diochnos/teaching

Fall 2017: CS 4710 - Artificial Intelligence

Table of Contents

Course Description

Introduces artificial intelligence. Covers fundamental concepts and techniques and surveys selected application areas. Core material includes state space search, logic, and resolution theorem proving. Application areas may include expert systems, natural language understanding, planning, bayesian networks, Markov models, multi-agent systems, machine learning, or machine perception. Provides exposure to AI implementation methods.

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Basic Information

Syllabus

The syllabus is available here.

Time and Location

Mondays and Wednesdays, 2:00pm – 3:15pm, 341 Mechanical Engineering Building.

Contact Information

Please see here.

Office Hours

I hold my office hours in 414 Rice Hall.

Mondays
12pm-1pm
Thursdays
11am-1pm
Exceptions to the Regular Schedule of Office Hours

If you want to meet me outside of my office hours, the most reliable method is to send an email and arrange an appointment.

For possible exceptions to the regular office hours that the TAs hold, please see exceptions for TAs below.

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Teaching Assistants

The following undergraduate students, listed alphabetically by last name,

Office Hours

Teaching assistants hold their office hours in room 436 Rice Hall. A tentative schedule is shown below starting from the week commencing on Monday, September 4, 2017.

MondaysTuesdaysWednesdaysThursdaysFridays
11am-12pm11am-1pm11am-1pm11am-1pm
(Brittany)(Alyson)(Dimitris @ 414RH)(Akshay)
12pm-1pm
(Dimitris @ 414RH)
1pm-2pm
(Derrick)
4pm-5pm
(Tushar)
5pm-6pm
(Derrick)
6pm-7pm
(Shijia)
Exceptions to the Regular Schedule of Office Hours for Teaching Assistants

Friday, September 8, 11am-1pm: Moving earlier to Tuesday, September 5, 12.30pm-2.00pm, 436 Rice Hall.

Friday, September 15, 11am-1pm: Moving earlier to Tuesday, September 12, 12.30pm-2.00pm, 436 Rice Hall.

Wednesday, September 20, 11am-1pm: Only one hour will be held between 11am-12pm (same place: 436 Rice Hall).

Monday, September 25, 11am-12pm: Moving later to Thursday, September 28, 2-3pm, Thornton stacks.

Monday, October 9, 11am-12pm: Moving earlier by one hour; that is, October 9, 10am-11am, 436 Rice Hall.

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Assigned Readings

[Assigned Readings] [Table of Contents] [Top]

Optional Readings

[Optional Readings] [Table of Contents] [Top]

Events

Below we will have announcements on events that take place on campus and are somehow related to artificial intelligence.

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Homework Assignments

Assignments will be announced through Collab as we make progress. There will be 4-5 assignments worth 50% of your grade.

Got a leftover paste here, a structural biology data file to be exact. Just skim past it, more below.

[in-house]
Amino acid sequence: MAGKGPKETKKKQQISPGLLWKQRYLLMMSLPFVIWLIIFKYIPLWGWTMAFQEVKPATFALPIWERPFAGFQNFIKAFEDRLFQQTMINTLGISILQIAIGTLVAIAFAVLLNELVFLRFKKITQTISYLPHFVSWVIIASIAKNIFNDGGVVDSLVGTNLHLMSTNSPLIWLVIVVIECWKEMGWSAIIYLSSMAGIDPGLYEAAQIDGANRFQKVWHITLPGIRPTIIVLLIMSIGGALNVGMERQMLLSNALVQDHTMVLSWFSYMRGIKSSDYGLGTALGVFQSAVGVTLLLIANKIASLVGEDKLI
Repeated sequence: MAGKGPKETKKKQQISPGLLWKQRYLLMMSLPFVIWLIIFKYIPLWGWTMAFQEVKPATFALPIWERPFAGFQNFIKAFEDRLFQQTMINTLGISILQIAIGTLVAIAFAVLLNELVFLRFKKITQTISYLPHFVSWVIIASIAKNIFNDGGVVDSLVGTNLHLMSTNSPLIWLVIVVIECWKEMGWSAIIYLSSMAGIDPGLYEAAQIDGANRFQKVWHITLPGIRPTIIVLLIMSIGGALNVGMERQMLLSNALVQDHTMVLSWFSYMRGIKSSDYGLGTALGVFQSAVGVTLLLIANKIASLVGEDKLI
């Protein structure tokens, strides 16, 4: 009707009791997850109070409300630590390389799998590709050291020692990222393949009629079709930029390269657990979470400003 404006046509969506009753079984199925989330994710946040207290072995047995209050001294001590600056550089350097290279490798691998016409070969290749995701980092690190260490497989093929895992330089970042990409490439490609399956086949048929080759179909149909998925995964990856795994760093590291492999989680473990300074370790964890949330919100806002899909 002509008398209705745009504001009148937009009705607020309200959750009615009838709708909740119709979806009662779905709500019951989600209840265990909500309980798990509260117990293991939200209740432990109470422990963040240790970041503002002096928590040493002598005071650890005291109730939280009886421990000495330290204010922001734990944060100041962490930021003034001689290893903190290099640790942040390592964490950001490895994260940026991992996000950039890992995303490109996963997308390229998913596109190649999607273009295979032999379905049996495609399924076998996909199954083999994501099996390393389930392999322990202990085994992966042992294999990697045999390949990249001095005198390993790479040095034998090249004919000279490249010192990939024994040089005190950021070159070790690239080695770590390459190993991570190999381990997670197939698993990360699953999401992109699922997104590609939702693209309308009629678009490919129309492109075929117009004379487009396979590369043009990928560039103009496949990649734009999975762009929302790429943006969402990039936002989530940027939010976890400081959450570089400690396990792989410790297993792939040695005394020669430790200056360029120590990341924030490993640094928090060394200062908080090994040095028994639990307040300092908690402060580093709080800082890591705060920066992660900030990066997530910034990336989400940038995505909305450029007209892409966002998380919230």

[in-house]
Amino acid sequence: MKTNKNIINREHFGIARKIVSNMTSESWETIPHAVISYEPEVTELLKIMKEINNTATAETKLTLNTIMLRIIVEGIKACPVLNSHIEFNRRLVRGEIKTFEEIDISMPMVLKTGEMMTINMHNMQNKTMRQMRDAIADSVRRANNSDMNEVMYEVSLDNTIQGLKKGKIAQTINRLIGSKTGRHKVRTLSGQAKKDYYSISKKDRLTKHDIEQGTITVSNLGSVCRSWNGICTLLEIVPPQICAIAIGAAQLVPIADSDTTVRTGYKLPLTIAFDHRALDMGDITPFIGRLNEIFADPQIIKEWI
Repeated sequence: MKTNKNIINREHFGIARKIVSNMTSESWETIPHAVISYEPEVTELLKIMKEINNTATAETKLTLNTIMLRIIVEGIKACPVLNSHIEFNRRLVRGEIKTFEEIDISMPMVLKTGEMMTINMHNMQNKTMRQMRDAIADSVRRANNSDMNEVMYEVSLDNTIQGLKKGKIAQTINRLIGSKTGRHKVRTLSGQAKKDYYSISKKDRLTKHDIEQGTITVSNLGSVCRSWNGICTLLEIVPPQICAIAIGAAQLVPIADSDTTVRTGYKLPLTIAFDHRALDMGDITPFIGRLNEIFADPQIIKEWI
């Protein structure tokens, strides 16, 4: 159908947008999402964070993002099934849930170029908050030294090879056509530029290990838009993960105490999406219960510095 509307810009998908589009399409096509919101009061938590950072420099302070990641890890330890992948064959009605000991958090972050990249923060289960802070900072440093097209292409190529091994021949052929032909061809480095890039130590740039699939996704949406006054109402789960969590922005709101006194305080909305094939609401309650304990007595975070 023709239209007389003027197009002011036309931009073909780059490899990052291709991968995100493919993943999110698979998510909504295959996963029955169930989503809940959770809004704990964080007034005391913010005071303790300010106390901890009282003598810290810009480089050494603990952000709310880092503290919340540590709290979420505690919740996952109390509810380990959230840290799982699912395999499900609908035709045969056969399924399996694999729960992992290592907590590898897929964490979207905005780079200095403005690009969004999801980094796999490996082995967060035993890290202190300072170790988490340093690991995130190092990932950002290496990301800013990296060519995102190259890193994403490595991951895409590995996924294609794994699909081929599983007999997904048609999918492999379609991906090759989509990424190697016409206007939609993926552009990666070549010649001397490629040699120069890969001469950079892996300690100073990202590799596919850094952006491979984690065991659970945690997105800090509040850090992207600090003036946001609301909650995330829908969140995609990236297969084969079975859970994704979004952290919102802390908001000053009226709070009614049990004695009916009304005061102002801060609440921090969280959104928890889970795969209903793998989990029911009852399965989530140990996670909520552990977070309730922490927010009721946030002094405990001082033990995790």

Assignment 1: Announced Monday, September 4. Due Friday, September 22.

Assignment 2: Announced Monday, September 25. Due Monday, October 9.

Assignment 3: Announced Monday, October 23. Due Tuesday, November 7.

Assignment 4: Announced Wednesday, November 8. Due Wednesday, November 29.

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Class Log

Class 1 (Aug 23, 2017)

Introduction to the course. Syllabus and policies.

Assigned reading: Computer Science as Empirical Inquiry: Symbols and Search, by Allen Newell and Herbert A. Simon

Class 2 (Aug 28, 2017)

Introduction to artificial intelligence (AI). Typical problems and approaches. Different sub-fields of AI and philosophical foundations and concerns.

Relevant material from the book: Sections 1.1 and 1.2 as well as 26.1 and 26.2. Also, Section 1.4 is a one-page describing state of the art achievements in AI.

Class 3 (Aug 30, 2017)

Introduction to knowledge representation. different ways in which we can represent knowledge. Two main approaches: logic-based and associations using semantic networks (primarily expressed using frames).

Optional reading: Commonsense knowledge bases and network analysis.

Class 4 (Sep 4, 2017)

Announcing the first homework assignment through Collab; due: Friday, September 22, 2017.

Mention the Piazza forum.

Brief review on discrete mathematics: predicate logic, connectives, conditionals, functional propositions, quantifiers, inference using modus ponens. Example with a rule-based system.

Deriving new knowledge using forward chaining. Discussed conflict resolution. Reason maintenance.

Querying using backward chaining and obtaining explanations.

CLIPS and examples on CLIPS.

Overview of expert systems' architecture. Automatic knowledge acquisition. MYCIN as an example of an expert system.

Relevant material from the book: Sections 2.1 and 2.2. From Chapter 7 up to Section 7.5.1 where modus ponens is discussed. However note that it might be more convenient to refer to your personal resource on discrete mathematics for such a review, so this is only indicative.

Class 5 (Sep 6, 2017)

Classical search. Breadth-first search (BFS) and depth-first search (DFS). Depth-limited search, DFS with Iterative Deepening.

Relevant material from the book: Sections 3.3 - 3.4.5.

Optional reading: The Science of Brute Force, by Marin J.H. Heule and Oliver Kullmann.

Class 6 (Sep 11, 2017)

Heuristic search. Best-first search, greedy search, and A* (A-star) search.

Discussion on admissible heuristics, consistent heuristics, and optimality of A*.

Relevant material from the book: Sections 3.4.4 - 3.4.5 and 3.4.7. Further, Sections 3.5 - 3.5.2. Section 3.6 is optional as it has a discussion on heuristics.

Class 7 (Sep 13, 2017)

Take-home midterm exam.

Class 8 (Sep 18, 2017)

Local search methods.